BMV requests hold on vanity plate ruling pending appeal

(WISH Photo, file)
(WISH Photo, file)

INDIANAPOLIS (WISH) — A Marion County judge has been tasked for the third time in as many months with deciding whether Indiana must immediately resume issuing vanity license plates. But, the long term future of the program may soon be in the hands of the state’s highest court.

The legal battle surrounding the program has been ongoing since July 2013 when former BMV Commissioner Scott Waddell suspended the state’s personal license plate (PLP) program following a lawsuit filed by Greenfield Police Corporal Rodney Vawter. Judge James Osborn’s May ruling included a series of contradictory plate denials uncovered last year by I-Team 8, which were used as evidence in the case.

The ruling also found that the BMV commissioner does not have the legal authority to suspend the program.

The judge ordered the BMV to reinstate it immediately under a new set of rules, and inform all eligible drivers that they could again apply for new vanity plates. But, the program has not resumed as ordered.

The BMV said the ruling would require the state “to issue personalized plates that contain messages offensive to one’s race, religion, ethnicity, gender or sexual orientation.” The program remained under suspension following the ruling as the BMV crafted its response in the form of a “motion to correct errors.”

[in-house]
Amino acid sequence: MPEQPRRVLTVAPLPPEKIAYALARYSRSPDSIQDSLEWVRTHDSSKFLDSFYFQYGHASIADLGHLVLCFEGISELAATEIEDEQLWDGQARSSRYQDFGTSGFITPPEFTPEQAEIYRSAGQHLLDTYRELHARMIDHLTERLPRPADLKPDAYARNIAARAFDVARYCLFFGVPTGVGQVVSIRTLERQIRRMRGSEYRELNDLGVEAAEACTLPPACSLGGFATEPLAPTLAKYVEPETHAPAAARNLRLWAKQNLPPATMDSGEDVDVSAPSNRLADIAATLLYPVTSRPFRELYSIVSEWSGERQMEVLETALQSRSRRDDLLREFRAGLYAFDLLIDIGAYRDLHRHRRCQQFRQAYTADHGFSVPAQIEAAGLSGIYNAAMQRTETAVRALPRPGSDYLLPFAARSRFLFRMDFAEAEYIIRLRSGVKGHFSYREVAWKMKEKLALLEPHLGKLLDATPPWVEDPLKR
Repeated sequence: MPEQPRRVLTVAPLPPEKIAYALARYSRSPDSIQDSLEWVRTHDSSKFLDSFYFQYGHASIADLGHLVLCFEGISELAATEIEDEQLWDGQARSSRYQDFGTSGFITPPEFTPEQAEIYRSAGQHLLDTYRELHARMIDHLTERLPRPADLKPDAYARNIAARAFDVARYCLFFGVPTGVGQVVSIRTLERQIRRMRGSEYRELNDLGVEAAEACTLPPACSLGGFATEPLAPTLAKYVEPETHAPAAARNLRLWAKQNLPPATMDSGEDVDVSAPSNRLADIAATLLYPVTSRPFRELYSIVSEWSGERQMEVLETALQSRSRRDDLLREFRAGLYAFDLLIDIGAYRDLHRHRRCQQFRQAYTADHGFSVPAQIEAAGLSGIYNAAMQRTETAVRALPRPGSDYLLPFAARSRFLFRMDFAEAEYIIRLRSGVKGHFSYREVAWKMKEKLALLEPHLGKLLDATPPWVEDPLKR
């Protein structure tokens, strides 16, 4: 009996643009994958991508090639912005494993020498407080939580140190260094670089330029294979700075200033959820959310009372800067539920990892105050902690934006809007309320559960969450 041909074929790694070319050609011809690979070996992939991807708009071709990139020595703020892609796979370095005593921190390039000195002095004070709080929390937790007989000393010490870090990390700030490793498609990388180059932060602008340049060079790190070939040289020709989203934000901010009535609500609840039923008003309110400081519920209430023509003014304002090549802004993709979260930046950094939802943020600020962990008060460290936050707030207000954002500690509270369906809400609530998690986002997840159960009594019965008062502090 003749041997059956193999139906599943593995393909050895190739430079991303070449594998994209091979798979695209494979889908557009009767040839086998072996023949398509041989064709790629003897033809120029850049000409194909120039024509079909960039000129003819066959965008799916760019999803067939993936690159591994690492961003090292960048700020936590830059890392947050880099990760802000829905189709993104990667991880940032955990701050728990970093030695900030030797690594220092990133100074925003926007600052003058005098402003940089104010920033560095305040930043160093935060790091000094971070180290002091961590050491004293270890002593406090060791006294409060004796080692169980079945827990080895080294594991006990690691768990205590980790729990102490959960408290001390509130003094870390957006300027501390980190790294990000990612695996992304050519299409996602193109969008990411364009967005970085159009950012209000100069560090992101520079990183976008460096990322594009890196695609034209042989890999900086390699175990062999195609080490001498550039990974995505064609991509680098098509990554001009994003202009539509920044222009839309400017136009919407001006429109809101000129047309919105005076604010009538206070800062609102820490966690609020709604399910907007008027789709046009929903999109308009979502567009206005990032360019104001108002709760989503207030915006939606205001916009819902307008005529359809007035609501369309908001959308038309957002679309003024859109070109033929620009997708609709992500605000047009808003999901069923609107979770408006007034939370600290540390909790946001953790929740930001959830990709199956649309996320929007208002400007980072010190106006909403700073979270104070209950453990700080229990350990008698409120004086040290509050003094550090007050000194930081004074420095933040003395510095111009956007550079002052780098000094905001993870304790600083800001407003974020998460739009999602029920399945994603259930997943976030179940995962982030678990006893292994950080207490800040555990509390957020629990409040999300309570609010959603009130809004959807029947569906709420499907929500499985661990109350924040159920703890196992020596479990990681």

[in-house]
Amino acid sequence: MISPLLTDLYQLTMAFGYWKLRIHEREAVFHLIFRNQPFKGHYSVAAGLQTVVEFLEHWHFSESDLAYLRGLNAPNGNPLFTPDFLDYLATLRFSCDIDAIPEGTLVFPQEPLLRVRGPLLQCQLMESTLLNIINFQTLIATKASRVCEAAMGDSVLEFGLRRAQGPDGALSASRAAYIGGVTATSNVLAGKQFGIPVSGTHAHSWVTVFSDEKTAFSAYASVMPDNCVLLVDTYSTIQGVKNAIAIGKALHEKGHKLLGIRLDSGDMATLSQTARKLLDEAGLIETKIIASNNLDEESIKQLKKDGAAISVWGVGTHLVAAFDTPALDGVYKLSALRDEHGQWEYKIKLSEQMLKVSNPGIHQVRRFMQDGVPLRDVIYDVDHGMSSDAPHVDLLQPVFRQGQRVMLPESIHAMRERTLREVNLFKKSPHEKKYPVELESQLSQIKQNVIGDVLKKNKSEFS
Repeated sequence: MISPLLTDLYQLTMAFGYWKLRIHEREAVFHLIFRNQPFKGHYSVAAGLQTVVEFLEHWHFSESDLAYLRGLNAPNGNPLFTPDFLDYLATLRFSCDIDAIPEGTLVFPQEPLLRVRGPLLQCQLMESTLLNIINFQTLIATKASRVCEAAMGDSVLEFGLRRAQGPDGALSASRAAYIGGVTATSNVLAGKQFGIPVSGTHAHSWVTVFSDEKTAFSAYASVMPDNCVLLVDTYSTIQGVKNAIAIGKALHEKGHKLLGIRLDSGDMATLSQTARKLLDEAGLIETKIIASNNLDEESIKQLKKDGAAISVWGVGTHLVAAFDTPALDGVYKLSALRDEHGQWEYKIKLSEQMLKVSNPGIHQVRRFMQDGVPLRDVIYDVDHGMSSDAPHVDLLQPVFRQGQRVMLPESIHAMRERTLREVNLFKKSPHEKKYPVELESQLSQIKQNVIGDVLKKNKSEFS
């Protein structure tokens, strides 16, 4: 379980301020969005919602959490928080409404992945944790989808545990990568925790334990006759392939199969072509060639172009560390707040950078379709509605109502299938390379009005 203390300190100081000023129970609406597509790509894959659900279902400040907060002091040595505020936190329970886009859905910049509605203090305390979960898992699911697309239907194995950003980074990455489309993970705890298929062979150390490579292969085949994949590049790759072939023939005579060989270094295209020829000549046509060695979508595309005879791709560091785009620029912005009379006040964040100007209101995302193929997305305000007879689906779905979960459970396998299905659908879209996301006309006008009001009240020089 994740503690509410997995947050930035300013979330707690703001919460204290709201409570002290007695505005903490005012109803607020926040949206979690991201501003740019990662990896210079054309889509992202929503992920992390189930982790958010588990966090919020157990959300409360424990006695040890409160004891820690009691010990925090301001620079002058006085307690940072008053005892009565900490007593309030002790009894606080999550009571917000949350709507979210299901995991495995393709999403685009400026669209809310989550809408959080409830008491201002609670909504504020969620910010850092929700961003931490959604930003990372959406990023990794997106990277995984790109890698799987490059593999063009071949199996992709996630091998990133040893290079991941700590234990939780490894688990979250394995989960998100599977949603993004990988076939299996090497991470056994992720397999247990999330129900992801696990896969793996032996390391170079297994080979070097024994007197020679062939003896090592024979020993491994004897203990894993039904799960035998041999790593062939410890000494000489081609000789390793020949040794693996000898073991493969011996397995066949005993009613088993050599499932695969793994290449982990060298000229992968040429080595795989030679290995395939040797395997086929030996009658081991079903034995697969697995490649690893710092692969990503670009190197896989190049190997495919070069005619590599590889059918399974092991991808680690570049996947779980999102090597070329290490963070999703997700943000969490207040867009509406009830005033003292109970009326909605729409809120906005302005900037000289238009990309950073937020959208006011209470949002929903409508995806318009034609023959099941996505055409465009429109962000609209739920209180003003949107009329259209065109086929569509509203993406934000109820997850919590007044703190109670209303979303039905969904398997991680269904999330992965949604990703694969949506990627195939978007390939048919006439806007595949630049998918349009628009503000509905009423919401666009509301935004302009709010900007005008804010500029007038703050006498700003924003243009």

That motion was denied last month.

Last week, the agency filed an appeal and asked that Osborn’s original ruling be stayed — or put on hold — while the appeal is pending. Vawter, represented by the American Civil Liberties Union, objected to the stay on Monday, saying the BMV “has apparently taken no steps” to comply with Osborn’s order to resume the vanity plate program.

The filing likely means weeks more waiting ahead for drivers eager for a new personalized license plate. It could also mean the end of Indiana’s vanity plate program altogether.

If the Indiana Supreme Court agrees to take up the issue, it may direct lawmakers to rewrite the law or remove it as an option.

Osborn is expected to rule on the request for a stay within the next 30 days.

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